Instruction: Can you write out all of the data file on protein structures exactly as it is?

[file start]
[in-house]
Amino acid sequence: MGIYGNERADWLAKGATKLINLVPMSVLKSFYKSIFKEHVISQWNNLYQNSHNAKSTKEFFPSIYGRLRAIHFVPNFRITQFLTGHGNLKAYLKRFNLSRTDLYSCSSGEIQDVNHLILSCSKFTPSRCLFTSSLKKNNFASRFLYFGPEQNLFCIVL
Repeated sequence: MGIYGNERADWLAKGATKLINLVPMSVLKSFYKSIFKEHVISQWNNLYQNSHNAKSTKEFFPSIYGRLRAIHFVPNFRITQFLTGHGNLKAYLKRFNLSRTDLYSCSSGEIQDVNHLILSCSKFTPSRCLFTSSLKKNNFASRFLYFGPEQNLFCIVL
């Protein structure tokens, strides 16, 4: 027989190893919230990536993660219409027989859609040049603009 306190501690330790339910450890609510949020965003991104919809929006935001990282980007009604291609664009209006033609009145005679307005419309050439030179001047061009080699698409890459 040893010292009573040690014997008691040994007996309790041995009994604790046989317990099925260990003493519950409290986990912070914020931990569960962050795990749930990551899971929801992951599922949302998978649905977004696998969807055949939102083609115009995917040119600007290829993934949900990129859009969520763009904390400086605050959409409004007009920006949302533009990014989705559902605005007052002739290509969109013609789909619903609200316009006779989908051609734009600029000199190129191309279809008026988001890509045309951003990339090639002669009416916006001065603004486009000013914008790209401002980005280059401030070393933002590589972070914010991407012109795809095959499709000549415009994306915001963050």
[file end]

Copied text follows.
[in-house]
Amino acid sequence: MGIYGNERADWLAKGATKLINLVPMSVLKSFYKSIFKEHVISQWNNLYQNSHNAKSTKEFFPSIYGRLRAIHFVPNFRITQFLTGHGNLKAYLKRFNLSRTDLYSCSSGEIQDVNHLILSCSKFTPSRCLFTSSLKKNNFASRFLYFGPEQNLFCIVL
Repeated sequence: MGIYGNERADWLAKGATKLINLVPMSVLKSFYKSIFKEHVISQWNNLYQNSHNAKSTKEFFPSIYGRLRAIHFVPNFRITQFLTGHGNLKAYLKRFNLSRTDLYSCSSGEIQDVNHLILSCSKFTPSRCLFTSSLKKNNFASRFLYFGPEQNLFCIVL
């Protein structure tokens, strides 16, 4: 027989190893919230990536993660219409027989859609040049603009 306190501690330790339910450890609510949020965003991104919809929006935001990282980007009604291609664009209006033609009145005679307005419309050439030179001047061009080699698409890459 040893010292009573040690014997008691040994007996309790041995009994604790046989317990099925260990003493519950409290986990912070914020931990569960962050795990749930990551899971929801992951599922949302998978649905977004696998969807055949939102083609115009995917040119600007290829993934949900990129859009969520763009904390400086605050959409409004007009920006949302533009990014989705559902605005007052002739290509969109013609789909619903609200316009006779989908051609734009600029000199190129191309279809008026988001890509045309951003990339090639002669009416916006001065603004486009000013914008790209401002980005280059401030070393933002590589972070914010991407012109795809095959499709000549415009994306915001963050």